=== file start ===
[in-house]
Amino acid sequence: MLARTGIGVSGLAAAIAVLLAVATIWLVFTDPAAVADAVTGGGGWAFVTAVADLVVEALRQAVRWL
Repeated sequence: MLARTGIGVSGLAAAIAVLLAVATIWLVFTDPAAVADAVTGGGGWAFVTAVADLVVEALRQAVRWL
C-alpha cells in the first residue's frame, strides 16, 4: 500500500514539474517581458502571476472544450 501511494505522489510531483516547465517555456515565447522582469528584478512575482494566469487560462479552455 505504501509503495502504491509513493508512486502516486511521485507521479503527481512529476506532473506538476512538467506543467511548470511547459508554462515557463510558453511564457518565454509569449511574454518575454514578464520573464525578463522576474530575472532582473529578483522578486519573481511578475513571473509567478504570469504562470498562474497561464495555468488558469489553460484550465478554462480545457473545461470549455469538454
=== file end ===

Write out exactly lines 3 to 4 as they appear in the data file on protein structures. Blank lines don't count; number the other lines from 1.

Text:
Repeated sequence: MLARTGIGVSGLAAAIAVLLAVATIWLVFTDPAAVADAVTGGGGWAFVTAVADLVVEALRQAVRWL
C-alpha cells in the first residue's frame, strides 16, 4: 500500500514539474517581458502571476472544450 501511494505522489510531483516547465517555456515565447522582469528584478512575482494566469487560462479552455 505504501509503495502504491509513493508512486502516486511521485507521479503527481512529476506532473506538476512538467506543467511548470511547459508554462515557463510558453511564457518565454509569449511574454518575454514578464520573464525578463522576474530575472532582473529578483522578486519573481511578475513571473509567478504570469504562470498562474497561464495555468488558469489553460484550465478554462480545457473545461470549455469538454